Monsters, maidens, and a lot of bits.

Those black dice in the picture are the Epic Dice Expansion. It adds a season die that adds a special effect for the whole round, a fate die that is rerolled each time you roll to usually some negative effect (like losing a die), a tool die that can greatly help you out, and an adventure die that has a good mixture of positive and negative effects for you.

Monsters and Maidens is a medium difficulty out of these three games. It has a good range of judging when to stop and how far your luck can really go. I have two complaints with this game. The first being that those great maiden meeples aren't part of the game. They are sold separately. Without the meeples all scores are tallied with pen and paper, which is fine, but the meeples add some flare and make score visually easier to keep track of considering you need to reach 20xY points in order to end the game. The other complaint is that the automatic turn end conditions are rare at best. Over the course of several games it only happened twice. Those Epic Failure cards are pretty much useless throughout the game.

There is one stipulation I have with this game and that is the Epic Dice Expansion is totally worth the money. It adds a layer of complexity and deeper risk to the game and really enhances the fun factor for it.

Now that all of that is said, let's get right down to my final thoughts about the games in question.
Dungeon Roll, despite having great components is a pass. The game is short and the characters are great, but the game itself is slow, lots of player down time, and no player interaction, you might as well be in a room by yourself and chuck some dice. It has limited appeal and I feel that the game is easy to pass by. You aren't missing out on anything if you haven't played it. If you have to play it though, play it as a 2 or 3 player game, it will go quicker with less down time. The Winter Promo doesn't add much outside of variety, its a cool idea, but not really worth it in the long run.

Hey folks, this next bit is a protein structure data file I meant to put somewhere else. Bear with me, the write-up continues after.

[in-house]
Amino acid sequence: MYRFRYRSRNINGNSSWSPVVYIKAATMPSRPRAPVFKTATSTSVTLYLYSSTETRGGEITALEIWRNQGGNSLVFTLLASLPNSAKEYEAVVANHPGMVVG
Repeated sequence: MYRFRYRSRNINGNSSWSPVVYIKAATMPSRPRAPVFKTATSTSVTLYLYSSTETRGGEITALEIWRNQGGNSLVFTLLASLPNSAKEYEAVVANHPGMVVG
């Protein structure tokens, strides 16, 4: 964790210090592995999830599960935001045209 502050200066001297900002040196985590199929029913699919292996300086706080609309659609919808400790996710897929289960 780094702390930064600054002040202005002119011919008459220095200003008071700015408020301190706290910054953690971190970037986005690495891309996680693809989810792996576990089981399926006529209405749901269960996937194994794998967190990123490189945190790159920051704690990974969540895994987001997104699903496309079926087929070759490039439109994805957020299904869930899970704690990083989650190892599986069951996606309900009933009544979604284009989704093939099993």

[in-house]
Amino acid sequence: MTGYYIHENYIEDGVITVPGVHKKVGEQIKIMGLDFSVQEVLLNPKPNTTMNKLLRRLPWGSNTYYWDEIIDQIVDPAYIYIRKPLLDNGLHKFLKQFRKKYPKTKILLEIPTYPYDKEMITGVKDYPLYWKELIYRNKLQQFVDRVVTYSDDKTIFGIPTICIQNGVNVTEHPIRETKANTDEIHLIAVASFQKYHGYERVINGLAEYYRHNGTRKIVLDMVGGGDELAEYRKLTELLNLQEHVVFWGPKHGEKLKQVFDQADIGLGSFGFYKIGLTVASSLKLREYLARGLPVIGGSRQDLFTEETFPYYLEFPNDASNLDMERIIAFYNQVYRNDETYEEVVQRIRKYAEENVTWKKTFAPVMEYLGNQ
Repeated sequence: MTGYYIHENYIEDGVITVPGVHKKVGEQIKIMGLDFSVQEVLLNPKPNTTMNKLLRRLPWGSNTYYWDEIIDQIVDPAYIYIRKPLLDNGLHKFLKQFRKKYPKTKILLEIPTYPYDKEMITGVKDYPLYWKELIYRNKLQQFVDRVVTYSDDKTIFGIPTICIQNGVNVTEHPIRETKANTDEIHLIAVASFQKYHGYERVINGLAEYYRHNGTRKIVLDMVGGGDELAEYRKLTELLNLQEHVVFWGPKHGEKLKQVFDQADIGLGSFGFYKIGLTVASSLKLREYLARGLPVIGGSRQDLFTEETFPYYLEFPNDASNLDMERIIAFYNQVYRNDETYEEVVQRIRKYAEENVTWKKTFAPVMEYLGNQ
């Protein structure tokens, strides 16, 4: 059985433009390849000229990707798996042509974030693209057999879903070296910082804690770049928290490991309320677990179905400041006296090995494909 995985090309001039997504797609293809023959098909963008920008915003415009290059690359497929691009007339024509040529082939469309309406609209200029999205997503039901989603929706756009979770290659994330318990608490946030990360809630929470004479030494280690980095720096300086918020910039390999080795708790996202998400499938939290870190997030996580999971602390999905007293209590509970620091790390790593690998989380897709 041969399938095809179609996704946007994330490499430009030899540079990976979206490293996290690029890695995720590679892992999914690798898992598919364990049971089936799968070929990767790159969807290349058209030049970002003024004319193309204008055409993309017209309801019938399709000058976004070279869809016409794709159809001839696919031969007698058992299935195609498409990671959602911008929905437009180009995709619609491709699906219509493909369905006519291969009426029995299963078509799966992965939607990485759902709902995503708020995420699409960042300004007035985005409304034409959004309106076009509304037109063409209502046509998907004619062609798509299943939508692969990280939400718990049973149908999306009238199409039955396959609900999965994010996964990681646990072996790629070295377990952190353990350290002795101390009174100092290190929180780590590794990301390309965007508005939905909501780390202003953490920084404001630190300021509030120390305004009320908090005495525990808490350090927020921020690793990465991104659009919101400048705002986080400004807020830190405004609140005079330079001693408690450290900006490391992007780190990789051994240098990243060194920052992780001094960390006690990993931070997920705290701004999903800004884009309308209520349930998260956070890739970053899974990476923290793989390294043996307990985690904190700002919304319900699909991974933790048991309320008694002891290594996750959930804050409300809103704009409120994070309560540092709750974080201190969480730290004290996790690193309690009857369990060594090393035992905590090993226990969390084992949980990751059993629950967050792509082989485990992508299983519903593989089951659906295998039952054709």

Dragon Slayer is a very fun game. It isn't meant for 2 players though. It works great with 4 or 5 making the challenges a lot more fun and viable to play. It has a nice balance to it and is suitable for players of almost all ages. There's a lot of laughs to be had here and I give it one great axe up.

Monsters and Maidens is my clear favorite here. The game screams fun with any player count. The dice are nice and chunky, the games become tight and almost like a race to the finish. There is a good risk to be taken each turn and you can really fall hard if you make a few bad rolls. The game by itself is fun, but only OK - I give it a good recommendation. Once you add the Epic Dice Expansion though, the fun factor goes through the roof and adds some obstacles in your way. The expansion really made the game for me and I will sing some good praise for it.

There you have it, Monsters and Maidens won out on this battle with Dragon Slayer not too far behind, but they both leave Dungeon Roll in the dust.

I hope you enjoyed another review from the Daemonic Teutonic.
Thanks again.

Cheers,
Phil